Daily Bulletin

The Conversation

  • Written by The Conversation
imageNowcasting is a system using satellite images to obtain real-time information before bad weather arrives. REUTERS/Mike Hutchings

Weather forecasters can save lives. Based on information from weather prediction models, an advisory warning can be sent a few days before a possible severe weather event such as heavy rainfall or strong winds. Closer to the time, further warnings are issued when forecasters have more certainty.

To do this, weather forecasters rely on nowcasting. This forecasting relies heavily on remote-sensing tools such as satellite or radar systems.

In countries where radar systems are available and well maintained the data gathered form a crucial part of real-time forecasting systems. But in developing countries radar systems are too expensive to obtain and maintain.

Real time warning

In many African countries, basic ground-based observation systems are not adequate to provide a real-time feed of the weather. This lack of data means that the public cannot be warned of severe weather events that could lead to loss of life and property.

But satellite data can provide very useful information in regions where there is no or limited access to expensive observation systems.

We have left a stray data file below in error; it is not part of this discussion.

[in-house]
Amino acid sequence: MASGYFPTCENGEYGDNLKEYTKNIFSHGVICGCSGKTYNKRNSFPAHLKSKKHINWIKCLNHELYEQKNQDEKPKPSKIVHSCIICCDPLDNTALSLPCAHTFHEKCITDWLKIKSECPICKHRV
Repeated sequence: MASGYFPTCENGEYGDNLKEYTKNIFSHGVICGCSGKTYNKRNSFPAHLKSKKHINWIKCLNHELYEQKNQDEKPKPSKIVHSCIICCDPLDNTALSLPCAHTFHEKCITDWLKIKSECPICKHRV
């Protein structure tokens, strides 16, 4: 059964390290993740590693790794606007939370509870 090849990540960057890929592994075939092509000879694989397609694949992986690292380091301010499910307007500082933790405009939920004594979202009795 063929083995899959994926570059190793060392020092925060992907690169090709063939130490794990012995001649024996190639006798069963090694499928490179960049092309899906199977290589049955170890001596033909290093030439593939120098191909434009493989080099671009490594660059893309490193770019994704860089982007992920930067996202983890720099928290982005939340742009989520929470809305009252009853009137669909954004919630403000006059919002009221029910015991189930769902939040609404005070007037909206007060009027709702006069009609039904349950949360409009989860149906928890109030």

Numerical weather prediction data, together with geostationary satellite data, can help nowcasting. This is why the World Meteorological Organisation has thrown its weight behind providing nowcasting in countries where advanced observation data is unavailable. It has launched severe weather forecasting demonstration projects to improve nowcasting in data sparse regions around the world.

Blanket satellite coverage

The Meteosat Second Generation satellite was launched in 2002 by the European Space Agency and the European Organisation for the Exploitation of Meteorological Satellites.

This satellite provides full coverage of the African continent with a time resolution of 15 minutes. The numerous visible, infrared and water vapour channels, as well as colour (red-green-blue) combinations of these channels provide reliable data for nowcasting.